Free to forage… (March 2016)

Keeping any animal calls for dedication to providing the correct management, feeding and exercise to ensure that good welfare is maintained, and generally the larger the animal the more time-consuming this process seems to be. I see a wide range of stable management practices from the stable kept to field kept, from the show pony to showjumper to endurance horse, and it always interests me to know why people follow the regime they use. Sometimes finances dictate or influence the chosen system, sometimes convenience takes priority. For many owners, the horse’s welfare is paramount and no expense is spared to provide warm rugs, good quality haylage, stable toys and the best possible care.

There has been a huge increase in awareness of certain management practices, one being the use of fibre-based feeds as the healthiest and most natural form of feed stuff, particularly where there is a risk of gastric ulcers. However, it appears that one key piece of information here has not been recognised and it so interested me, that I wanted to bring it to your attention.

Over ten years ago, Thorne and his colleagues conducted a study into the feeding behaviours of horses given a single form of forage, eg hay, and horses given a choice of forages including short chop and long chop forages. This study found that the horses with the choice of forages, spent far more time sampling each and deciding which one to eat, than horses presented with just the one type of forage. There were individual preferences for the forages eaten in the multiple forage condition, indicating that the horses liked to select which forage they consumed, and spent considerable time choosing this through natural foraging behaviour. The horses in the study were tested in both the single forage and multiple forage conditions for a week in each, and only showed stereotypic weaving behaviour in the single forage condition.

Now this study interests me, because it shows how although we focus on providing fibre-based diets for gut health and to encourage our horses to spend time quietly munching hay rather than showing stereotypic behaviours, it seems we have missed a trick here. Perhaps the fear of too much change in a horse’s diet potentially causing colic, made us reticent to consider a multiple forage diet. I see haynets with the tiniest holes intended to lengthen the time spent eating hay for some horses, but perhaps the owner also doesn’t like wastage of hay in the bedding. However, a foraging horse enjoys spreading his hay about, selecting the precise pieces he wants to eat and working back over the mess he has made for several hours! Horses will utilise a toy for a short period of time, but it doesn’t replace natural foraging behaviour which has an inner motivation linked to, but not entirely the cause of feeding behaviour – foraging fulfils a need in its own right!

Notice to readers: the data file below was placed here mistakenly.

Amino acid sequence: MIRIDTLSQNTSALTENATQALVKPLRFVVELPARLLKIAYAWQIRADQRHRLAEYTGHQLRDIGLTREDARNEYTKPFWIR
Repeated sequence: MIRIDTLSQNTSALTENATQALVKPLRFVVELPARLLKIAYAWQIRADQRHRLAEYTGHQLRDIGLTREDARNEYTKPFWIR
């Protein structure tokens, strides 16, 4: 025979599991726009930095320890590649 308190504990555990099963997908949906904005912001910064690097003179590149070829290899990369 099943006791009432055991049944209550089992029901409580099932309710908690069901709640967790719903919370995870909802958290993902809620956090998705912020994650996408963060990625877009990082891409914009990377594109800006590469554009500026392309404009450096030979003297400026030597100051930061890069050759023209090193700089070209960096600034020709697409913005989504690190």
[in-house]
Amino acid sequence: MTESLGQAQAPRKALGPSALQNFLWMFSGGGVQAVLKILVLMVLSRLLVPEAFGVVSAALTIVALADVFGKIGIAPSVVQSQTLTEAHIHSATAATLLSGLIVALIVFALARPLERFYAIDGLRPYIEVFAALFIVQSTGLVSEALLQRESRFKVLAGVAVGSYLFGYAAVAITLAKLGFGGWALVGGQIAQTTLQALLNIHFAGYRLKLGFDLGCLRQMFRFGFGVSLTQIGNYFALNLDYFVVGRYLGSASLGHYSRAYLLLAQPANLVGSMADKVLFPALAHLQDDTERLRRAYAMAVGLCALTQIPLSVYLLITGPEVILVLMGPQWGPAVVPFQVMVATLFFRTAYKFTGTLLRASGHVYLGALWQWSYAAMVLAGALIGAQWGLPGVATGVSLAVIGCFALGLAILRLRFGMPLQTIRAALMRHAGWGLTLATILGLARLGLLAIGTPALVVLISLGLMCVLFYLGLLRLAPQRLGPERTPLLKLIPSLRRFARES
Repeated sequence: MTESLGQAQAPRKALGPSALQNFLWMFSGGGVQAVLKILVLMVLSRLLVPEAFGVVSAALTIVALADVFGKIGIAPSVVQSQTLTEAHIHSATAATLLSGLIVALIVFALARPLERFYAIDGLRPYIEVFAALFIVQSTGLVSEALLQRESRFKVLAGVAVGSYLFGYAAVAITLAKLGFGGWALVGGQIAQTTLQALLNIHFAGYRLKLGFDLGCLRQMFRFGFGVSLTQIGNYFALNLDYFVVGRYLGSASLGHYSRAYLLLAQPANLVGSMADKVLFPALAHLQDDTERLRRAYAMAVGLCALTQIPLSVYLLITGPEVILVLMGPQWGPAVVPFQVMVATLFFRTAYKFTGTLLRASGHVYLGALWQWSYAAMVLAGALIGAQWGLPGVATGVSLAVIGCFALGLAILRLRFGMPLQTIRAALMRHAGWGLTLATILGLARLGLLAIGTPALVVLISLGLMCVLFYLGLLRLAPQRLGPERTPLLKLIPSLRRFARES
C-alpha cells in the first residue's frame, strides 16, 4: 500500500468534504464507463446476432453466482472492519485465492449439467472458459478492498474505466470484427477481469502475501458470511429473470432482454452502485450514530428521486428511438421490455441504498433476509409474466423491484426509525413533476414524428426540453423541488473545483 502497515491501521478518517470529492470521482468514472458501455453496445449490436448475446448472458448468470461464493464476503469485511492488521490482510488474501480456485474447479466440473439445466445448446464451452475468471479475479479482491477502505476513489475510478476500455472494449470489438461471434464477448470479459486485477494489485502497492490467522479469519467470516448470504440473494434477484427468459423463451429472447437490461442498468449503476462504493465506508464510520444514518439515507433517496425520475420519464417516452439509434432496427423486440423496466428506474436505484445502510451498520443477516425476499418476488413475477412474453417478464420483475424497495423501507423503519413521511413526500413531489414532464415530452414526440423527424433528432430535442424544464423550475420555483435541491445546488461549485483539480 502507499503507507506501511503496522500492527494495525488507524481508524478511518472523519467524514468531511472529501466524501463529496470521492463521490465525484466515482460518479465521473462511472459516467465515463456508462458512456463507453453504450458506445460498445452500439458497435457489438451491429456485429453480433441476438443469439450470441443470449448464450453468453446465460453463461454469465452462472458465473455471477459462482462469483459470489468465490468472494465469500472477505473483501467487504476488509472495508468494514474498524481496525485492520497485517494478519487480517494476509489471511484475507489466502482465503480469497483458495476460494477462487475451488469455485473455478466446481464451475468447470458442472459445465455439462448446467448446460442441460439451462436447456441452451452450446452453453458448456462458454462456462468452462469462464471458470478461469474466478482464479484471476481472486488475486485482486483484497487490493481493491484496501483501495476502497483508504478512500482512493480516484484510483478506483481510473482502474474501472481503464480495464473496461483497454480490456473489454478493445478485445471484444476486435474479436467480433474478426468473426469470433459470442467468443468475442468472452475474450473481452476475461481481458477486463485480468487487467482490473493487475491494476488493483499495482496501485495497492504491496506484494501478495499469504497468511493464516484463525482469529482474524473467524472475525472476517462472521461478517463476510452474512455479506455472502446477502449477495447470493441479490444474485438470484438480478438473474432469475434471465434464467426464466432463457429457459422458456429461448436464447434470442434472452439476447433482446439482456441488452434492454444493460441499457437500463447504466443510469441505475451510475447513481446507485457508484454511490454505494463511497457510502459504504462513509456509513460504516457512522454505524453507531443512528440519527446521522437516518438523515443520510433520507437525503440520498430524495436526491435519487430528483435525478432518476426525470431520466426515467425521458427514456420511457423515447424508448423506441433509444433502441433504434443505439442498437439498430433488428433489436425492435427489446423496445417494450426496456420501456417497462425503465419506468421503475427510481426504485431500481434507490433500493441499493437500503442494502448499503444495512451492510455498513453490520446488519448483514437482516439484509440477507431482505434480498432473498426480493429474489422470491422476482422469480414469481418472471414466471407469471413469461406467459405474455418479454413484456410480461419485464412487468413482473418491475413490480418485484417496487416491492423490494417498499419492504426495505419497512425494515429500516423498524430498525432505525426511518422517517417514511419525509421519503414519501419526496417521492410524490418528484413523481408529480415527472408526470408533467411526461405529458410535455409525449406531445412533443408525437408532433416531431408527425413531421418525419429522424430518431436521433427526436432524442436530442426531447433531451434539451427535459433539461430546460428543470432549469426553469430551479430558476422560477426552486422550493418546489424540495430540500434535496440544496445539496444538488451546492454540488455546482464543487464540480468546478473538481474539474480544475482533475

A horse with several forage options given on the ground, will make a bit of mess, but the horse really doesn’t mind this – it is far closer to natural behaviour and has the additional benefit of allowing the horse to adopt a natural grazing position for longer, (producing the correct spinal and muscular posture and aiding respiratory clearance of any dust particles). In case you are wondering, yes I have tried this system of giving several forages to my horses and they are actually eating less! They have access to soaked hay, soaked oat straw, chaff and alfalfa and yes we have some wastage, but they are not needing any extra feed to supplement this, plus they are spending noticeably more time picking and choosing what they want to eat. All new feed stuffs were introduced in small amounts so their guts could accommodate the different fibre types, and they choose their favourite each day, with the hay still being their main preference. Soon they will be able to go out in the field again, but they have always shown interest in hay given in the field as well, particularly when the grass is full of sugar and fast-growing – they know that they need something stalkier in their tummies as well, and in a natural environment, grass doesn’t grow in fields with boundaries….


So I hope this has given you some ‘food for thought’, particularly if you have a horse which shows stereotypic behaviours or one with weight issues you are trying to deal with – multiple forage may be the answer for you and your horse.